Back when I first started this blog, I covered Lisa Shearin's debut, MAGIC LOST, TROUBLE FOUND. In fact, her novel was the book that inspired me to finally get off my duff and start this blog, which had been a seed germinating in my mind for months. Since I had hardly any visitors back then, I thought I'd kick off Lisa Shearin week here at Fantasy Debut with some excerpts from my as-I-read-it review of MAGIC LOST, TROUBLE FOUND. Here's the first one.
I found that it took a few pages for the story to suck me in, but it did. Raine--the half-elven main character--is loyal and protective over her friends. She is concerned for society as a whole when she learns that a group of baddies wants this amulet. I detect a strong Janet Evanovich influence. I would be very surprised if the author had not read the Stephanie Plum series. However, Raine is no Stephanie Plum--she can handle some tough situations.
One thing that I absolutely got a kick out of was the sexy goblins. Who knew goblins could be sexy? Shearin's goblins are tall, thin and elf-like, except for the gray skin and the fangs. They apparently have this dangerous appeal, and so there are lots of half-goblins running around. In fact, I think it might have been fun to make Raine half-goblin, rather than half-elf.
It amuses me to read this again. Half-goblin indeed! I did turn out to be right about Lisa reading Stephanie Plum. Here's an excerpt from the next post.
I picked this book up for odd ten and twenty minute intervals throughout the day. New characters are popping up like daisies. There is this mysterious Guardian character who seems to be some sort of elven hottie who also happens to command a platoon of other Guardians. There his Raine's uncle and his student, who is a sort of kid-brother type to Raine.
She's also in touch with this elven intelligence network, which I find intriguing.
At this point in my blogging, Lisa Shearin popped in to leave some comments. I don't know why this was so unexpected--I should have realized that authors Google their own works. I guess I didn't expect this blog to appear anywhere on the first page of the Google search results. She was my very first commentator on this blog, which is fitting, in my opinion. It was also a huge thrill!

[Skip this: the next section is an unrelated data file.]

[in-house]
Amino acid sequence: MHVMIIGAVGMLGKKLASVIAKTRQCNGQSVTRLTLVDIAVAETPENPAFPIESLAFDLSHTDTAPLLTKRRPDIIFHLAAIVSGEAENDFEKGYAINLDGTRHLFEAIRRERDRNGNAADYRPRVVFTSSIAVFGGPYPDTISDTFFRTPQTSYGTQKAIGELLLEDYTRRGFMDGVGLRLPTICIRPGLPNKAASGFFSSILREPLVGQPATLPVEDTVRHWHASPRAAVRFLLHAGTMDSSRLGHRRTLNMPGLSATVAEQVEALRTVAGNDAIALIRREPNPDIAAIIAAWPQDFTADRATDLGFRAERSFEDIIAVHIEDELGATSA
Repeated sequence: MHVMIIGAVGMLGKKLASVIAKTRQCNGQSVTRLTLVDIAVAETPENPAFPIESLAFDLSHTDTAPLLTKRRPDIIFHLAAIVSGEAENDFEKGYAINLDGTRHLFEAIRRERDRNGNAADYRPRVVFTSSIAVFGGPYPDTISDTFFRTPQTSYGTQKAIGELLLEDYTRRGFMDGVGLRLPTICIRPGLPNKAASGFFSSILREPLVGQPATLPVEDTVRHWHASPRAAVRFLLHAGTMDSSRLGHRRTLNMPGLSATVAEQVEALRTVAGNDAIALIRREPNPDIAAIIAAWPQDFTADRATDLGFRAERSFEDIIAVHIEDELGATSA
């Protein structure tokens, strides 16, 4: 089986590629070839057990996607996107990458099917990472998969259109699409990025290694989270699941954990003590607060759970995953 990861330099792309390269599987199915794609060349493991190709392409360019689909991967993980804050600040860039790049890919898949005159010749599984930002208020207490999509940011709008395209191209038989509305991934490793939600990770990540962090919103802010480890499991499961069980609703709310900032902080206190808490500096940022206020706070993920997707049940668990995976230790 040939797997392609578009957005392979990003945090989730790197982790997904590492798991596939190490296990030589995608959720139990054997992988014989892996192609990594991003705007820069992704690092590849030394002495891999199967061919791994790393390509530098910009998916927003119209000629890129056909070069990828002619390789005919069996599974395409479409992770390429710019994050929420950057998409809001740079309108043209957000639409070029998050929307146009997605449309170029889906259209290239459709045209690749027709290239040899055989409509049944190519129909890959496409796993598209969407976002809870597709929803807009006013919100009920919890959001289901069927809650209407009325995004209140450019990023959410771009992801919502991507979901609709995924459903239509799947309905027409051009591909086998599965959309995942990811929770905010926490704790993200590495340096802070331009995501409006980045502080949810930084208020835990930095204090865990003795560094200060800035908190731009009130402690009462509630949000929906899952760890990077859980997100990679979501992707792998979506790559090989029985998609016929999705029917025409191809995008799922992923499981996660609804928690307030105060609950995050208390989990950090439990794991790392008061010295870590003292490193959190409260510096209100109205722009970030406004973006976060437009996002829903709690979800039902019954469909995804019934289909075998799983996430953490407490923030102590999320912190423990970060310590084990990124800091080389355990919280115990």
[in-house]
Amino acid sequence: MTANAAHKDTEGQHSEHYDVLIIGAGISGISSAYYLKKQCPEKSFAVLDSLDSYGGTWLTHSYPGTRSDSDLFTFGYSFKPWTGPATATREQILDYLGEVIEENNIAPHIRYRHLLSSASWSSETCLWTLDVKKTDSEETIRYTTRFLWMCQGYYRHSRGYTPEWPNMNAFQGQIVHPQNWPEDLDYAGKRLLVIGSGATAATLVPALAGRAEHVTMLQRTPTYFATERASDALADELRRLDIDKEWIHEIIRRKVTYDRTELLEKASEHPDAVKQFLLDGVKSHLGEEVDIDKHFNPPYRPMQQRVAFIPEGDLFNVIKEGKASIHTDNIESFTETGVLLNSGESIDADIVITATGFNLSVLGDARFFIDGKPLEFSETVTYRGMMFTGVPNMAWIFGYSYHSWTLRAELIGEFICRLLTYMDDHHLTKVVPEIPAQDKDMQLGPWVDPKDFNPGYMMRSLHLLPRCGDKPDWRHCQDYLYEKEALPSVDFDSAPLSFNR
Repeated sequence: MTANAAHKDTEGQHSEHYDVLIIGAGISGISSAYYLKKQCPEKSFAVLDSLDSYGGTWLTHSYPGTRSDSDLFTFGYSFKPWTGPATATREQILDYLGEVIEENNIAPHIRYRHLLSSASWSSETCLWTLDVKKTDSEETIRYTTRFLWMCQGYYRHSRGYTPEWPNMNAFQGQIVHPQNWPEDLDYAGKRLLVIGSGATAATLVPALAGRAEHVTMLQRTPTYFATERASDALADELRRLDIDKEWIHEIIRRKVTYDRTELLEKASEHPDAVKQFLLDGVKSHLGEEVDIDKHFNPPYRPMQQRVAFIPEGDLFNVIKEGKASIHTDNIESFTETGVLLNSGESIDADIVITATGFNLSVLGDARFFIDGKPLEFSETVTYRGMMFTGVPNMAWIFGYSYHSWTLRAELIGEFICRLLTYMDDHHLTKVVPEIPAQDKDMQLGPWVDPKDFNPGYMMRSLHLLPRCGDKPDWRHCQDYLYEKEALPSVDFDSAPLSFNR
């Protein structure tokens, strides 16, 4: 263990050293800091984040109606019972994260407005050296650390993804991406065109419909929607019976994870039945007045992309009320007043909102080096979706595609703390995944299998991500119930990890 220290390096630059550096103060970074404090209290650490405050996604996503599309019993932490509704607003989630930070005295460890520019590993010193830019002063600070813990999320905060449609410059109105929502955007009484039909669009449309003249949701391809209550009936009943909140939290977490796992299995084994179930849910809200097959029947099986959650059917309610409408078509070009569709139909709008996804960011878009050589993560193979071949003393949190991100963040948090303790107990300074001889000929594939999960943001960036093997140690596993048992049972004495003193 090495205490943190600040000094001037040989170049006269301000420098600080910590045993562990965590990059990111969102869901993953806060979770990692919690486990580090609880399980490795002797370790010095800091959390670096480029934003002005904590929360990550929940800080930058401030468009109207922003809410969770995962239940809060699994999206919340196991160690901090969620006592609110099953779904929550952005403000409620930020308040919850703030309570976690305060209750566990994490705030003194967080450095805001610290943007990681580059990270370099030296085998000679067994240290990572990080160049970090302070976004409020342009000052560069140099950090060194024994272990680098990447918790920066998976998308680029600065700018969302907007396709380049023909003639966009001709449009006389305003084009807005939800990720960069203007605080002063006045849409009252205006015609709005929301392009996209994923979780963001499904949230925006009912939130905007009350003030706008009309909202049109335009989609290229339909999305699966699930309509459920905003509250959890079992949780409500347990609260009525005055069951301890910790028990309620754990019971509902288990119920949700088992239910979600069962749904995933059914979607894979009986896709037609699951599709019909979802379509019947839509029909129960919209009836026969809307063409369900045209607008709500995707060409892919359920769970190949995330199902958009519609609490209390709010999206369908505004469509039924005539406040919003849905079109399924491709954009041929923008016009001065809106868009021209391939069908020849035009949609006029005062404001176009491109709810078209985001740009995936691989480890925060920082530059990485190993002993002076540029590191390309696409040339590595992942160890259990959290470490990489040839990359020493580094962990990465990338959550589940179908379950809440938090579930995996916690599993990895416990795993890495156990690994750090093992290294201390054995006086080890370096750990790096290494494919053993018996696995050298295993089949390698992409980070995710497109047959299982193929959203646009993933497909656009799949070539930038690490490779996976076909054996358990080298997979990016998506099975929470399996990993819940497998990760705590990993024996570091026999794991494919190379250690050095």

I went back and counted--I put up eleven posts on MAGIC LOST, TROUBLE FOUND! This blog had absolutely no content other than Lisa's novel. Nowadays, I feel like I'm losing my blogging audience if I put up more than three posts on my reading progress for any one novel.
Here are some highlights from the remaining posts:
I actually did read most of it again, between books, for the last three months. I still have about an eighth of an inch to go, but I felt I had read enough to be able to read Armed and Magical. Some of those promised nuances did came out during the rereading, especially early in the story when Mychael, the Guardian, was casting a spell on her. I'm a great fan of rereading novels, but I haven't had the opportunity to do much rereading since starting this blog!* * *
Chapter Five was meaty with information. I finally know how old Raine is. I hate it when authors refuse to give an exact age for their character. Raine discovers several nasty things about the amulet, which by now she is quite stuck with. And the hottie elf Guardian tried to cast a spell on her.
Oh, and did I mention that she kicked him in the nether regions when they first encountered each other? There's nothing like first impressions!* * *
I had a laugh-out-loud moment when a police-officer type called for a "containment box" to hold a suspicious magic item. How many D&D gamer types would have loved to had containment boxes when transporting dangerous artifacts? I know that Frodo would have loved to have one. Temptations from the One Ring? No problem! I've got this handy little box here in my Bag of Holding!* * *
The title of this book so fits. Trouble Finder would be an apt nickname for Raine. She's just taken a decadent bath and she went out looking for trouble . . . and naturally, she found even more trouble than she expected.* * *
Long ago, I read that a good story plunges the hero against "almost insuperable odds". Shearin has mastered this advice. Her story may be light, but what Raine faces is not. It was a good dash of sobriety, yet still she maintains her lighthearted tone.
It reminded me of the First Crusade. During the First Crusade, the crusaders found this spear that grew to be a legend. It was said to be the spear that had pierced the side of Christ. The legend grew and the crusaders went absolutely bananas over it. Why? Study your history, because I don't want to give too much of the plot away. (I'll give you a hint. The spear was found in Antioch.)* * *
The book ended in a satisfying smart way. It was the kind of ending that I like. No magical brawls, which I find tedious. Just one character outsmarting another. It was not a cliffhanger, but it definitely points the reader squarely toward book two.
I can see myself rereading this book, because I think this is the sort of book that will present "nuances" to the reader upon rereading. And of course, I'll want to read it again when book 2 comes out.* * *
Feel like reading all eleven posts? Here's a handy link. It brings up a bunch of other stuff too, so just scroll down.